08 October 2015
by Yolanda Redrup

Microsoft unveils laptop to rival MacBook Pro

"Ounce for ounce, pound for pound, this is the fastest 13-inch laptop ever made, anywhere, on any planet," Surface Computing vice-president Panos Panay said.

Microsoft has thrown down the gauntlet to Apple at its Windows 10 devices event in New York, announcing not only a range of new Microsoft Lumia smartphones, but the first laptop in the company's history.

Microsoft's Surface Book came as a surprise to audience members, many of whom gave a standing ovation after its demonstration.

The laptop is a direct challenger to Apple's MacBook Pro and is two times faster and has six million pixels.

Utilising what Microsoft calls a dynamic fulcrum hinge and a muscle wire lock, the laptop screen is easily detachable from the keyboard so that the device also can be used as a tablet, but retain the processing power of a laptop.

The Microsoft Surface Book laptop has a removable display that can also be attached backwards.

It's claimed to be the fastest 13-inch laptop created so far and it has a sixth generation Intel Core, NVIDIA GeForce graphic processor and high-speed GDDR5 memory.

"Ounce for ounce, pound for pound, this is the fastest 13-inch laptop ever made, anywhere, on any planet," Surface Computing vice-president Panos Panay said.

"By adding the discrete GPU, two extra processors, it fundamentally makes Surface Book two times faster than the MacBook Pro. It gives you a sense of the performance of the product."

It has 12 hours of battery life and when the laptop is in sleep mode, there is no battery drain. It will be available in stores from October 26, and will cost $US1499.

Microsoft's next generation Surface Pro 4.

The laptop announcement could trigger a new era for Microsoft, which has struggled to compete against Apple and Samsung in the smartphone market, but whose tablets, the Surface Pro 3 and the new generation Surface Pro 4, have been considered market leaders.

Microsoft chief executive Satya Nadella said his goal was to get people "to move from needing Windows to choosing Windows to loving Windows".

"These devices promise to fuel even more enthusiasm and opportunity for the entire Windows ecosystem," he said. "Every successful company has a soul ... Our ambition is to empower every person on the planet to achieve more."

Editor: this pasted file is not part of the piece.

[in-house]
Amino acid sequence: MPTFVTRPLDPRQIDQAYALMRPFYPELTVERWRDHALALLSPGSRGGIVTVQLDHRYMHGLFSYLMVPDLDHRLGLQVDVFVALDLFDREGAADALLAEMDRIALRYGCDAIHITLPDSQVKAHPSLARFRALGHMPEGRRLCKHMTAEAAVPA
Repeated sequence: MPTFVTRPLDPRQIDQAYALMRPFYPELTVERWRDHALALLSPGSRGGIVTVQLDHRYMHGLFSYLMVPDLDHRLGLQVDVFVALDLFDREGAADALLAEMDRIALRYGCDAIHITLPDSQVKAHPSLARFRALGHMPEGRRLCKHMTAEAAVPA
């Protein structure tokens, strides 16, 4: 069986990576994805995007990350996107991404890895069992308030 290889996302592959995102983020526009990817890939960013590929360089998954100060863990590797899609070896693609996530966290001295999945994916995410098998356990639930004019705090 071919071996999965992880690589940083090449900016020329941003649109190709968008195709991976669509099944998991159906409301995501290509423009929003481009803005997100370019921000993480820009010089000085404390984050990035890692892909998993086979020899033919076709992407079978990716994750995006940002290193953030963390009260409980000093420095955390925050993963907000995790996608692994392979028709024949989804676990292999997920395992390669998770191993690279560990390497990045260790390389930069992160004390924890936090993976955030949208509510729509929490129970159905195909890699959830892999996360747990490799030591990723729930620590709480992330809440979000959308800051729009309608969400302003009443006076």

As expected, Microsoft also unveiled the latest models of its Microsoft Lumia range the 950 and 950 XL at the event in New York on Tuesday.

The new phones each have a 20-megapixel camera, which has three flash functions to make pictures look more natural.

Reviewing the camera function, the image quality looks superior to that of the 12-megapixel camera in Apple's iPhone 6s.

But Microsoft is playing catchup in the smartphone market. In Australia Telsyte figures show in the first half of 2015 about 170,000 Windows phones were sold in Australia, comprising 5 per cent of all sales.

The new Microsoft Lumia's will have 32 gigabytes of internal storage, which can be expanded by up to two terabytes.

Microsoft's new Continuum device also lets the phone be used as a PC. By connecting to a monitor using the Continuum device, both the Nokia Lumia 950 and 950 XL will be able to function as a computer, while at the same time still being a mobile phone.

But perhaps the biggest win for Microsoft when it comes to its smartphones is that more app developers have pledged to make universal apps which will run on Windows phones. For example, the Facebook, Instagram and Messenger apps will be available on Windows 10 phones.

The lack of apps on Windows phones has previously been pinpointed as one of the reasons Microsoft has struggled in this space.

The latest generation of Surface Pro builds on the success of the Surface Pro 3. The screen is slightly larger, measuring 12.3 inches, it has five million pixels, a 40 per cent larger track pad and is 50 per cent faster than Apple's MacBook Air.

The pen, which accompanies the Surface products, has a 1-year battery life and will come in five colours.

The new device is 30 per cent faster than the Surface Pro 3, has 16 gigabytes of random access memory and one terabyte of storage.

It's also thinner and lighter, but has 60 per cent more screen pixels.

"We have competitors, they are chasing it," Mr Panay said. "Engineers right now in Redmond (Washington) used the Surface Pro 3 to build the Surface Pro 4."

Microsoft also gave a demonstration of "Project X-Ray" using its HoloLens technology, which will bring gaming to people's living rooms in live action settings. The game, an augmented reality shooter, uses HoloLens spatial mapping capabilities to make robot enemies appear out of the user's surroundings.

Previously Microsoft has demonstrated the technology's potential applications through Skype and Minecraft.

It heralds a more personal, immersive era of gaming, in which the technology adapts to the user's own environment.

HoloLens development kits will be available in the first quarter of 2016 at a cost of $US3000.

OTHER DEVICES Microsoft also launched a new gaming controller which will be able to be used on both Xbox One and PCs running Windows 10 for game play.

The company also announced the latest version of its wearable technology creation the Microsoft Band.

Much like other fitness bands, it allows wearers to track their own big data, recording stats such as how many steps taken, how many kilometres run, how many steps climbed and how long one has slept.

But the new band, which has a Gorilla Glass curved display, also gives athletes V02 max readings, has 48 hours of battery life and has new features for tracking the performance of golfers. It is priced at $US249.

The Band is not available in Australia, but if it sells well in the United States, the UK and Canada, it will likely make the journey across the ocean.